If jobs and wages told you everything you need to know about the U.S. economy, we’d be in a golden age.
Employers added 431,000 new jobs in March, a muscular pace of hiring that shows no sign of abating. Job creation is averaging 562,000 new jobs per month so far this year, and 565,000 new jobs per month since President Biden took office in 2021. At this rate, the economy will exceed pre-pandemic levels of employment by summer. The unemployment rate dropped from 3.8% to 3.6% and is also on track to match or beat the Trump-era low any month now.
Wages are growing 5.6% per year, far above pre-pandemic levels, with the biggest gains coming among the lowest-paid workers. Jobs and wages are booming in industries crushed by the COVID pandemic that exploded two years ago, including restaurants and travel. Employers still report a near-record 11.3 million job openings, which suggests the labor market will stay hot for the foreseeable future.
A grave threat to Biden's presidency
So what’s the problem? As everybody knows, it’s inflation. Prices are rising at an annual rate of 7.9%, and the recent spike in energy prices caused by Russia’s invasion of Ukraine could push that higher still. In the consumer psyche, inflation trumps a hot job market, apparently: Consumer confidence has sunk during the last 12 months and is at recessionary levels. This comes as COVID is receding and the many annoying public-health restrictions imposed during the last two years are finally disappearing.
Biden knows inflation is a grave threat to his presidency, with the first test coming in the November midterm elections. If inflation is still around 8% in the fall, when voters are making up their minds, it will probably flip control of both houses of Congress from Biden’s Democrats to Republicans. The question is whether Biden can do anything about it.
Maybe, a little. Biden’s March 31 decision to release a million barrels a day from the U.S. oil reserve, from May through October, pushed oil prices a bit lower and could keep the downward pressure on. Biden has also been asking big state-run oil producers such as Saudi Arabia to produce more, with no luck so far. But foreign-policy experts say the Saudis might change their minds if Biden offered something in exchange, such as more assistance in Saudi Arabia’s war with Yemen. Even flattering the egocentric Saudi Crown Prince Mohammed bin Salman might help.
It's also possible some of the forces that have been pushing prices up could break Biden’s way during the next few months. Russia’s invasion of Ukraine, for one, seems to have reached a stalemate phase, far short of the maximum damage it could have caused the global economy. Energy experts, for instance, warned of worst-case oil prices of $150 or even $200 a barrel; U.S. prices topped out at $124 in early March and are now around $100. Healthy stock-market gains in March also reflect receding fears of a global recession or some other economic crisis emanating from Ukraine.
Automakers beefed up employment in March, suggesting shortages of semiconductors and other components are easing, which should boost the supply of vehicles and lower prices a little. General Motors singled out improved semiconductor availability as a key factor leading to higher production.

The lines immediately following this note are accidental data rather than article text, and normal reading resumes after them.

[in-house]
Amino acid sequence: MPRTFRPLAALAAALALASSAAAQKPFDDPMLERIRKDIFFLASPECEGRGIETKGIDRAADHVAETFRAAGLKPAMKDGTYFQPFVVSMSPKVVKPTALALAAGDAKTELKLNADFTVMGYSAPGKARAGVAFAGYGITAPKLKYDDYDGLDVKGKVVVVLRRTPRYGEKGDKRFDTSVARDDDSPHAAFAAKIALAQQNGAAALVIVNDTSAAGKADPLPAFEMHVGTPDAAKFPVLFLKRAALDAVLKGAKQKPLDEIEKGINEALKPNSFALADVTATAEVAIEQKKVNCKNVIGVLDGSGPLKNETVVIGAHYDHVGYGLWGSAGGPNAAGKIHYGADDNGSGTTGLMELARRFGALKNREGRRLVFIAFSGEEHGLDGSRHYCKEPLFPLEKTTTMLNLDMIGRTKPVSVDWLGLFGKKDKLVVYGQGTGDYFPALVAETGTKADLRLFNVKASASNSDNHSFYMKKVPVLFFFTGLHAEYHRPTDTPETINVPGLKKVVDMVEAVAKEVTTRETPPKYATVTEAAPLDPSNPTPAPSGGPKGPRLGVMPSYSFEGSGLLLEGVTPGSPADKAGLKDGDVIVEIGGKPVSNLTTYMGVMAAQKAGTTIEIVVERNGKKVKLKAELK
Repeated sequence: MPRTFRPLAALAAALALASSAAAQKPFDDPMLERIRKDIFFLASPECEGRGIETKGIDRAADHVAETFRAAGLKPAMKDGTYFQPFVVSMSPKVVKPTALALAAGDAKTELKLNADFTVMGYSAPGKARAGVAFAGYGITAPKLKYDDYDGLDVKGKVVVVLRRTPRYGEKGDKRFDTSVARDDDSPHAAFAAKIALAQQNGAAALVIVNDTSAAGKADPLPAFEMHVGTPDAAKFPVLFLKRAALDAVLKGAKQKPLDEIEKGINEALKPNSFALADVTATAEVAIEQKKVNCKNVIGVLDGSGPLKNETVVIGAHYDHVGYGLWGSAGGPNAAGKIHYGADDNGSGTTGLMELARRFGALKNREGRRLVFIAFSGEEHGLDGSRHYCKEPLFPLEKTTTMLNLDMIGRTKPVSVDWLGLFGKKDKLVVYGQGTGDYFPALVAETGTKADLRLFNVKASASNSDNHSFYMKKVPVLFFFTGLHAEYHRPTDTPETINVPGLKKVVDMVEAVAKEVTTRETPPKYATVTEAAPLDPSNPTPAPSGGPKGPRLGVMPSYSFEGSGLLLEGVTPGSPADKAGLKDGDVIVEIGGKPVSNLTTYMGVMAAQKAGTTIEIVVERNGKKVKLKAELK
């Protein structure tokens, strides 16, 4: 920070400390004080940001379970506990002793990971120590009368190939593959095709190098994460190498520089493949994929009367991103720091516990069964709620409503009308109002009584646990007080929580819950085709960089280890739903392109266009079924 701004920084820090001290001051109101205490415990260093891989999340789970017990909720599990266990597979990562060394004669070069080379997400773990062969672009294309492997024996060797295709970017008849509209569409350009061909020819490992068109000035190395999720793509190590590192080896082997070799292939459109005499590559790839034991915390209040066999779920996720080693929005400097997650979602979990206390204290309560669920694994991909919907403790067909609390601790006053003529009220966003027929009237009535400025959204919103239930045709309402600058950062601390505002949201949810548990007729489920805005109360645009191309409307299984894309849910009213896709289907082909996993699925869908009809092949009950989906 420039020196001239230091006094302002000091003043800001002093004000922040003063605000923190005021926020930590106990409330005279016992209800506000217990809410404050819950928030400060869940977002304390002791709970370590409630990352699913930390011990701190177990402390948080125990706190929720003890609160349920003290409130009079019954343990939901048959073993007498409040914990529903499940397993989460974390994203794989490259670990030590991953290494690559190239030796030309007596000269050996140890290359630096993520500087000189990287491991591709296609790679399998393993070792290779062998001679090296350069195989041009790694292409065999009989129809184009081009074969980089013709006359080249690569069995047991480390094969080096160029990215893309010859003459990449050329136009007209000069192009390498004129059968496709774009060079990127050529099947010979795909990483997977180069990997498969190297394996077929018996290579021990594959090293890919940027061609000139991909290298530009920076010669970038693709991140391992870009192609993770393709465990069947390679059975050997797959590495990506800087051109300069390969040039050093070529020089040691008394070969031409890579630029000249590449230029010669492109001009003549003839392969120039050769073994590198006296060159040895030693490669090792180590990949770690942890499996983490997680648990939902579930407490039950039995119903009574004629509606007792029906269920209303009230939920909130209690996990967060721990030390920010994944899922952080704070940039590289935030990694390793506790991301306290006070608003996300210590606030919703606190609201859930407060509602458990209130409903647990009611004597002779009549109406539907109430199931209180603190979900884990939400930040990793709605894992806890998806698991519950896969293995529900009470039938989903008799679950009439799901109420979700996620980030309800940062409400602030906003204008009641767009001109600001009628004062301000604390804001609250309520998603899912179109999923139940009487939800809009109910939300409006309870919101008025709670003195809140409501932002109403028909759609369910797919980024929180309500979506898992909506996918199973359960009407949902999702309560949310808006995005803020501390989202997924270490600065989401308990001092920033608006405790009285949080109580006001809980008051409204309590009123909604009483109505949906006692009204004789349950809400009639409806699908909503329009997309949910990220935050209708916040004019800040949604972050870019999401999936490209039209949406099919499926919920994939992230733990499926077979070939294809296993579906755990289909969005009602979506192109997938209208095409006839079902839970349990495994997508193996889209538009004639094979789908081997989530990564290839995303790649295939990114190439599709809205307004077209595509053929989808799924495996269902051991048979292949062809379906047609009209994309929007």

High prices may also be causing something economists call “demand destruction,” which sounds bad but could actually help tame inflation. The basic idea is that when something gets more expensive, people buy less of it, which reduces demand and brings prices back down. That may already be happening with gasoline, as drivers combine trips or travel a bit less, to save on fuel. Car buyers also pay a lot more attention to fuel economy when gas prices are high, which can shift demand away from large, expensive vehicles toward smaller, cheaper ones. That happened the last time gas prices hit $4 per gallon, in 2008, and is probably happening now.
One possible recession indicator flashed yellow in late March, when short-term interest rates exceeded longer-term rates. This so-called “yield curve inversion” often indicates a recession is coming, since long-term rates typically fall during a downturn. The same yield curve inverted before recessions that began in 2001, 2007 and 2020.
Economists think this inversion could be an anomaly, however. The strong job market itself should keep the economy humming by fattening wallets and stoking spending.
“Job market strength provides a solid cushion against recession,” Ameriprise chief economist Russell Price said in a statement after the April 1 jobs report.
Besides, the yield curve inversion can signal a recession months or years before it actually happens. The yield curve inverted early in 2006, for instance, but a recession didn’t begin until 22 months later. If that were the case now, Biden wouldn’t have to worry about a recession until the beginning of 2024, one full election cycle away. He has far more pressing concerns.
Rick Newman is the author of four books, including "Rebounders: How Winners Pivot from Setback to Success.” Follow him on Twitter: @rickjnewman. You can also send confidential tips.